Oh boy, not this again.
It’s become one of Detroit’s favorite hypothetical sports queries over the years, right alongside, “What if Isiah didn’t sprain his ankle in ’88?” and “What if the Lions actually won a Super Bowl?”
Still, despite being over 12 years removed, people are still asking, “What if the Pistons had used their No. 2 pick in 2003 to draft Carmelo Anthony instead of Darko Milicic?”
Most recently, the debate has briefly sprung back to life on the heels of Bleacher Report journalist Howard Beck’s thorough deconstruction of Anthony’s career-long friendship with LeBron James. Predictably, the controversial happenings of the 2003 Draft creep back to the forefront, when Detroit opted to bypass on the star freshman coming off a championship season at Syracuse in favor of a seven-foot prodigy out of Serbia.
What if Anthony—who was later mentored by Billups in Denver and Rasheed Wallace in New York—had the benefit of their veteran wisdom from day one? As teammates over the years will attest, Anthony has always been at his best when paired with a strong point guard and seasoned veterans.
“That’s why I was a little bit disappointed,” Anthony said, “because I really wanted to go to Detroit. You had Chauncey, you had all those guys over there…Detroit, they had something going over there.”
Typically, there’s been two schools of thought on the notion of Anthony ending up in Detroit.
On one hand, there’s a faction that believes Anthony’s star power and skill set would have melded well with a budding Eastern Conference super power, perhaps turning one championship into a plural endeavor.
On the other hand, there have been many who believe Anthony’s longstanding iso-centric, defense-secondary approach would have been at odds with Pistons head coach Larry Brown and the team’s defining ethos.
Do the Pistons still trade for Rasheed Wallace with Anthony in tow? Does Tayshaun Prince suddenly become expendable on the heels of Anthony’s budding stardom? Do the Pistons still grind their way through Indiana in the 2004 conference finals? Would Larry Brown have limited Carmelo’s role on account of his youth, eventually leading to his departure at the end of his rookie deal?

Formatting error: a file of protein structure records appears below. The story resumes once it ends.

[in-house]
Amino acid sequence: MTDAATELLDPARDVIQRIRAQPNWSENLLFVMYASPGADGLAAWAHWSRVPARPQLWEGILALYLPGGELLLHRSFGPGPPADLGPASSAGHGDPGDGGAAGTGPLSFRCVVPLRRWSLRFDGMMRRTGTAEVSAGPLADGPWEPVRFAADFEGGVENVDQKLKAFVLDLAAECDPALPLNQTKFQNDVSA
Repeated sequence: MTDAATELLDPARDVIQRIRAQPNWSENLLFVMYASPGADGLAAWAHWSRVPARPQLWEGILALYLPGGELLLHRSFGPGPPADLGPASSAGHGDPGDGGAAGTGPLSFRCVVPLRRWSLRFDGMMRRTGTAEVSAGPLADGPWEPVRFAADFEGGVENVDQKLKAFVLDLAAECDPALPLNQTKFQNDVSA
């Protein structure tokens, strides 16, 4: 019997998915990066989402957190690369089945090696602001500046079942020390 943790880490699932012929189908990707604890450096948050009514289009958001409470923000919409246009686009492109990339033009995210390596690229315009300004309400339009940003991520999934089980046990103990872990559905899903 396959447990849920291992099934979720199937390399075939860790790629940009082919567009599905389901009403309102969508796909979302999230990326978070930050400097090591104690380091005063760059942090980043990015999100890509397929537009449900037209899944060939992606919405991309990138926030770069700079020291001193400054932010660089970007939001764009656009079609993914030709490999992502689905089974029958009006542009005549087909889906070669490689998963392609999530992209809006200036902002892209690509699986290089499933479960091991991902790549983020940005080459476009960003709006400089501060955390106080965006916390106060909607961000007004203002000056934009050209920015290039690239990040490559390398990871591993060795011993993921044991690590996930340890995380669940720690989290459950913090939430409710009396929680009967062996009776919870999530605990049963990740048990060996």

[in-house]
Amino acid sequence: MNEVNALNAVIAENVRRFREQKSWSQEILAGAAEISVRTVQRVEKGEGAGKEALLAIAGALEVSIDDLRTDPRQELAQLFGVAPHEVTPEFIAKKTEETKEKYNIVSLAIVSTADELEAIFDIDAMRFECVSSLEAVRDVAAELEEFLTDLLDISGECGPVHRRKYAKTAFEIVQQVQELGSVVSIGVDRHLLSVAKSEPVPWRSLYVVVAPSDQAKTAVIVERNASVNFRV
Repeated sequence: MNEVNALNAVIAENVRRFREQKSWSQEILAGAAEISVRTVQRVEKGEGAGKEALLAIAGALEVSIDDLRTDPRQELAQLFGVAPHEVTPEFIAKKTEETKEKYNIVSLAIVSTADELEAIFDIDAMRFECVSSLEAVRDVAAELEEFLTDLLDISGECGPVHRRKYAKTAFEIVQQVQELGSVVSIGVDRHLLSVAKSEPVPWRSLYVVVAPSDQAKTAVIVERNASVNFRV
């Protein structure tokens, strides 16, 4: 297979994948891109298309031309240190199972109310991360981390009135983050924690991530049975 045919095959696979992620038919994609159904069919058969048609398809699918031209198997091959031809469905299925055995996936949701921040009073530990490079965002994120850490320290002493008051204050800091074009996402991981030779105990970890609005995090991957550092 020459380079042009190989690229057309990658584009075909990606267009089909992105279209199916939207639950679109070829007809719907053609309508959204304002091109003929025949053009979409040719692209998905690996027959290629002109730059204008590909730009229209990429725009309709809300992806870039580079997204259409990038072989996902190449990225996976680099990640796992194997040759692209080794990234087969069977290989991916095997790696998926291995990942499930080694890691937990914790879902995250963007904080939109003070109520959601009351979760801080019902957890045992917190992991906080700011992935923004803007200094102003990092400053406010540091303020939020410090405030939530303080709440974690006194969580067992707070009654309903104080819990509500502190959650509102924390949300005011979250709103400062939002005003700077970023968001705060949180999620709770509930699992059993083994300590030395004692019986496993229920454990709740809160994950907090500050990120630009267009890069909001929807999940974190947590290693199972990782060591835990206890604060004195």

It’s not that complicated, according to former Pistons point guard and 2004 Finals MVP Chauncey Billups:
“That ball-stopping mentality that Carmelo has? He wouldn’t have had that if he was a Piston,” Billups said. “We wouldn’t let him play like that. He would have been a much better player than he is now—and he’s a great player now.
“This guy would have been,” Billups said, pausing to chuckle for a moment, “he would have been an absolute icon, because winning takes you there.”
The gears keep turning in Billups’ head, and the alternate endings keep unfurling.
“Who even knows if LeBron would have ever gotten through us?” he said. “We probably would have had three championships…What would LeBron have been at this point? Great player, but at what point would he have been able to get through the Pistons, if Carmelo had the supporting cast of us, of this team?”
As it stands, the Pistons made six consecutive trips to the Eastern Conference Finals during the 2000’s, winning an NBA championship in 2004 against the Los Angeles Lakers and falling a quarter shy of winning back-to-back titles the following season in a seven-game loss to the San Antonio Spurs.
Would Anthony have fit within the Pistons’ system? Would the influence of Detroit’s veteran leadership have been as effective as Billups contends? Is there such a thing as having too much talent when it comes to completing the delicate balance that comes with creating a championship contender?
These are all questions that shall forever remain unanswered. In the meantime, Anthony remains two rings behind his primary contemporary (James) and once again, he’s one behind Darko.